Windows 11 has just been officially announced last night as a free upgrade for Windows 10 users. However, the minimum system requirements for the new operating system are now much higher than its predecessor which include having a Trusted Platform Module (TPM) 2.0 chip.
TPM is a microprocessor that is designed to perform security functions such as storing encryption keys and login information. Microsoft has made the TPM 2.0 chip mandatory for certified Windows devices since 2015 which mean PCs that were manufactured before 2015 would likely not have the chip and will be ineligible for the Windows 11 upgrade.
On another hand, those who built their own PCs may not notice that a TPM chip has been integrated directly into their CPUs in the form of Intel Platform Trust Technology or AMD Platform Security Processor fTPM. Of course, this is provided that their Intel or AMD chip was released within the past 5 to 7 years as pointed out by Microsoft’s Director of OS Security, David Weston.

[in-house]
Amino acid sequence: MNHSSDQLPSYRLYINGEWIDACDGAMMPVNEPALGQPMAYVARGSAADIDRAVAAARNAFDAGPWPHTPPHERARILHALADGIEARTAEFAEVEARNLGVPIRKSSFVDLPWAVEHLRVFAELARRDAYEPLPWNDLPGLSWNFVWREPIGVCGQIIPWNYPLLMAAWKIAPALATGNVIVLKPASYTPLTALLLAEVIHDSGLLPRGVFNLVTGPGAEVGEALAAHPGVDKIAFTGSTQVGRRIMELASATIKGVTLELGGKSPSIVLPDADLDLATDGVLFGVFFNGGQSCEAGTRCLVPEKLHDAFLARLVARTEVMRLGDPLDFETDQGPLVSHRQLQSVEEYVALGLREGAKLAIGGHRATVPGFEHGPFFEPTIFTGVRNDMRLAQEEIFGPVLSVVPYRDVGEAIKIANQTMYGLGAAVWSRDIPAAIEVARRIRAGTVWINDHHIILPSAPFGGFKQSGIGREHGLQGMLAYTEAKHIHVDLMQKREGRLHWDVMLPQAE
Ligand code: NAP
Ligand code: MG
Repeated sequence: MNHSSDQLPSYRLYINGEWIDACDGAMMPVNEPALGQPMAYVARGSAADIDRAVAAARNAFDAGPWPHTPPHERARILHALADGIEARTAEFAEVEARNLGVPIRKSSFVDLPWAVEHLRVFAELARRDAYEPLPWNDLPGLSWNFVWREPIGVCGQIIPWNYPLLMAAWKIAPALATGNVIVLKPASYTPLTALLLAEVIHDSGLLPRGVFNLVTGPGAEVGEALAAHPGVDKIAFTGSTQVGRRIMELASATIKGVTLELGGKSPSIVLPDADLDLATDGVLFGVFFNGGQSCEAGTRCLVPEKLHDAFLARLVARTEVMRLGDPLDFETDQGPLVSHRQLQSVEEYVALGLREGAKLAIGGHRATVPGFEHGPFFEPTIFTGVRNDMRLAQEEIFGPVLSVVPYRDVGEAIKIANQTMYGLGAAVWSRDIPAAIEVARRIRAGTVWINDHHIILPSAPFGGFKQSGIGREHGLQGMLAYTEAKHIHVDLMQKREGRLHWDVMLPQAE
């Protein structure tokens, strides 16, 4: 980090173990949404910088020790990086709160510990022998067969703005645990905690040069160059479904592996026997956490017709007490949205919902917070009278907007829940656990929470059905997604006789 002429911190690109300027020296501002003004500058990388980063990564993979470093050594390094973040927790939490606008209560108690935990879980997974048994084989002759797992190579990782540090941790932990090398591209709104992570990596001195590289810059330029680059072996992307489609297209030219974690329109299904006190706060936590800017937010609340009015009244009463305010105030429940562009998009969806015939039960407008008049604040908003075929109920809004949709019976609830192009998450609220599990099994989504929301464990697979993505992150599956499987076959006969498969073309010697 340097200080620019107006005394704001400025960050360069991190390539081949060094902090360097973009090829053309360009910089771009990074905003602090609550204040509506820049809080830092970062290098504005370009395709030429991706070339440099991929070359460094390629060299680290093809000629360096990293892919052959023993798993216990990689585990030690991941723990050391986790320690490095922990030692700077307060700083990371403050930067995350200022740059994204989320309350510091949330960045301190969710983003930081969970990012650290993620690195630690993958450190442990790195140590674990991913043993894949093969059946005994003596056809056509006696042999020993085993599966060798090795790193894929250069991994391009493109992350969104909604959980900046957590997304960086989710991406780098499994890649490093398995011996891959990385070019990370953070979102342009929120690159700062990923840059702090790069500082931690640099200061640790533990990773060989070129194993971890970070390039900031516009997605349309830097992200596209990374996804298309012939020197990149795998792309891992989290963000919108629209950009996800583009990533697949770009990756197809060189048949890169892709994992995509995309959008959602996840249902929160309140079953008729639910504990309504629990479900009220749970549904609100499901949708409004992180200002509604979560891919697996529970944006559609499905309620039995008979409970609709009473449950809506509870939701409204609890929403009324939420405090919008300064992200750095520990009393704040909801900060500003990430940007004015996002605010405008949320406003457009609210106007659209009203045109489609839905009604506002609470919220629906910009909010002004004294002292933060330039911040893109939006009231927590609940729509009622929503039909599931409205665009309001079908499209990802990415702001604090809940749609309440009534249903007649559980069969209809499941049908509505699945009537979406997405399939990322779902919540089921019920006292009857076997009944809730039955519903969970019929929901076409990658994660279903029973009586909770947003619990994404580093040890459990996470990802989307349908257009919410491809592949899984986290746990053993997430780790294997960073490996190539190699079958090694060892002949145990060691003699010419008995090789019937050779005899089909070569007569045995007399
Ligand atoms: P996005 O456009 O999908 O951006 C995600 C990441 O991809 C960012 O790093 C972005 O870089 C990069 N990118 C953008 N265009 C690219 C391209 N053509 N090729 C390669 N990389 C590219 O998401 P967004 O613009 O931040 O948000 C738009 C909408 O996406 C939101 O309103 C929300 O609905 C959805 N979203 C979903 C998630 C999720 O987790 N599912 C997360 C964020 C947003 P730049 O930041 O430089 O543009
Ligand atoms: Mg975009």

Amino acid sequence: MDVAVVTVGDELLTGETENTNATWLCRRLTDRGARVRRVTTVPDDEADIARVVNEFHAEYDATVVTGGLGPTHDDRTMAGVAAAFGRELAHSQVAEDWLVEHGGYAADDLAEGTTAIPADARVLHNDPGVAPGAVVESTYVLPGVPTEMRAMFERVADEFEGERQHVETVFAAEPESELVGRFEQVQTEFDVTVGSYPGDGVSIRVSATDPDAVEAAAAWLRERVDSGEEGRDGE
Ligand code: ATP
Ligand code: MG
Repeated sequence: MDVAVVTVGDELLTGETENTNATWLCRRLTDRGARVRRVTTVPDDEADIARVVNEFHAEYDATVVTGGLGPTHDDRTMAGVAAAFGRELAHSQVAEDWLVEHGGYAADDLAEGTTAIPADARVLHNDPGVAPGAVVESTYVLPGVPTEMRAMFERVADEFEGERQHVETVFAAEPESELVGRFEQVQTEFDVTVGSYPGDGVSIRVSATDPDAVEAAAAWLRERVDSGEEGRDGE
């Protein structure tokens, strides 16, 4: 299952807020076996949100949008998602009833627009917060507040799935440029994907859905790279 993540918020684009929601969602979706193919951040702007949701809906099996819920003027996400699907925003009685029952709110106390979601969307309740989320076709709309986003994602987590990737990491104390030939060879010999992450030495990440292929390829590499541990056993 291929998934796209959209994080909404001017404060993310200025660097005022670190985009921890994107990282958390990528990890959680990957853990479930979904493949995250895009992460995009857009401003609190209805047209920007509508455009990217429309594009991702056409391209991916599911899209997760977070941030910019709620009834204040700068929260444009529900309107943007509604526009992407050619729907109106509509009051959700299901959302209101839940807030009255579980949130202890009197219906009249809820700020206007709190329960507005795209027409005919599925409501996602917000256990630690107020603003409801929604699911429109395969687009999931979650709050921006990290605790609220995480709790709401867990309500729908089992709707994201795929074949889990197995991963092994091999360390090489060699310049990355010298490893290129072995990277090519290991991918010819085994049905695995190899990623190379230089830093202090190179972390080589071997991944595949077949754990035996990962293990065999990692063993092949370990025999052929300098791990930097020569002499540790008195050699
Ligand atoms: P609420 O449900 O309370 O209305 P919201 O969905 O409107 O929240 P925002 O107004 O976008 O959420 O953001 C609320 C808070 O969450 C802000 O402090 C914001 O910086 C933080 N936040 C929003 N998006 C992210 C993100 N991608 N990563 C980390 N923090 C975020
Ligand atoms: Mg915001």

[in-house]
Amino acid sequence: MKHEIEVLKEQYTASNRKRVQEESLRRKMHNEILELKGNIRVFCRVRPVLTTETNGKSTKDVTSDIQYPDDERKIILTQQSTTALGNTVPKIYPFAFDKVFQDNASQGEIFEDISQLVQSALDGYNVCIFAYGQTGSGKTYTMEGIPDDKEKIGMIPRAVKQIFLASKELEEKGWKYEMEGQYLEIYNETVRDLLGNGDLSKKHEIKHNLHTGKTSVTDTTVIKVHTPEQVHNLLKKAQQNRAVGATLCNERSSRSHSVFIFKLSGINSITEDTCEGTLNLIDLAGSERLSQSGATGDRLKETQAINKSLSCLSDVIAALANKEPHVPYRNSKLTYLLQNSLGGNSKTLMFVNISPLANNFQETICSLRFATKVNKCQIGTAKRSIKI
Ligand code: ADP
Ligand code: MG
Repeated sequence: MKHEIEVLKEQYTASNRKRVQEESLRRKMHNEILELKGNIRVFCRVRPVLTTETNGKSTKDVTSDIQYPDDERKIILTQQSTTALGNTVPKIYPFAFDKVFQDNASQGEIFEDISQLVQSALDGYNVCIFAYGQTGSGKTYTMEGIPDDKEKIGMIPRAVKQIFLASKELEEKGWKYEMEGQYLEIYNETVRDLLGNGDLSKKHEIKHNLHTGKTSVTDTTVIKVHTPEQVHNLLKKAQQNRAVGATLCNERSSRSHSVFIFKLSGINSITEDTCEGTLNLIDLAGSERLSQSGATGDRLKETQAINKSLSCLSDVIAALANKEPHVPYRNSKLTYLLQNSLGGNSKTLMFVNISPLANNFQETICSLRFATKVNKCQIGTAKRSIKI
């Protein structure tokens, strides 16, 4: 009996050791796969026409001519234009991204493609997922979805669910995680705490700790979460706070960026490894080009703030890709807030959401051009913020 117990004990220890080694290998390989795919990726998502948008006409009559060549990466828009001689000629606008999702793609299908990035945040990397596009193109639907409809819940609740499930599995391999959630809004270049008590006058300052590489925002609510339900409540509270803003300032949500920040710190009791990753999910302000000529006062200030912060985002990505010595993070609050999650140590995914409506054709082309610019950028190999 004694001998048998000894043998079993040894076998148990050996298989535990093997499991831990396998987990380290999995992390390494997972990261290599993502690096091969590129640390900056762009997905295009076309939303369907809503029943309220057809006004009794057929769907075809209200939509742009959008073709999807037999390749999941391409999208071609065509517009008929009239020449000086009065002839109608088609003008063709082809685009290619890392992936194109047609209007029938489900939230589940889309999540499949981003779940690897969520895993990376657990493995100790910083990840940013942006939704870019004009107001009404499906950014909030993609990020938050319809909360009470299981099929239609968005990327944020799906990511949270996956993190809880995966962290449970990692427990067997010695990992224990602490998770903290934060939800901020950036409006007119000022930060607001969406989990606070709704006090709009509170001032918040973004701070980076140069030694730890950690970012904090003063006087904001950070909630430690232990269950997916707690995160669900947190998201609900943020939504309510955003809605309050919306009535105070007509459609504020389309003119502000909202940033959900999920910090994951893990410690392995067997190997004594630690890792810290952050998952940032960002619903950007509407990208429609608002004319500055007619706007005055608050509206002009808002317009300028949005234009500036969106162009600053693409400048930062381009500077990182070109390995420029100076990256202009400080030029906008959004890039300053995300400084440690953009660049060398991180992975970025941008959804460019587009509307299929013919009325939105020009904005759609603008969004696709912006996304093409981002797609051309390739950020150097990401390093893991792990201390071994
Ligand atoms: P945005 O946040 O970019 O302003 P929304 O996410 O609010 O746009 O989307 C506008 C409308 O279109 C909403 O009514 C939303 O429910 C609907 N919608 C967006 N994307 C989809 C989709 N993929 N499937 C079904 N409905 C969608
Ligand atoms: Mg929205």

According to The Verge’s Tom Warren, even if your computer has a TPM chip, you’ll still need to make sure that Secure Boot is enabled in your motherboard BIOS before you’re able to upgrade. Each manufacturer has different steps to enter the BIOS, so you may need to do a bit of research for your own machine.
if Microsoft's Windows 11 upgrade checker is telling you that your PC isn't supported, check your BIOS. You'll need a TPM 2.0 chip and to have Secure Boot enabled in the BIOS pic.twitter.com/fL3s0nTCEJ
— Tom Warren (@tomwarren) June 24, 2021
There are generally two ways to check if your desktop computer or laptop has a TPM chip. One, you could do it manually through Windows Terminal — Tom’s Guide has provided step-by-step instructions here. Or two, you could just download Microsoft’s new PC Health Check tool that will tell you if your machine meets all the requirements for the upgrade as per what we have mentioned in our previous report.
If you find yourself left out in the cold, there are a few ways to get around it but they are definitely not for the faint of heart. For example, ExtremeTech found that they could install the OS on incompatible systems by virtualising a TCM 2.0 module through VMWare Workstation Pro 16. You could also buy and install the module yourself provided your motherboard supports it, which may be tricky for some users out there.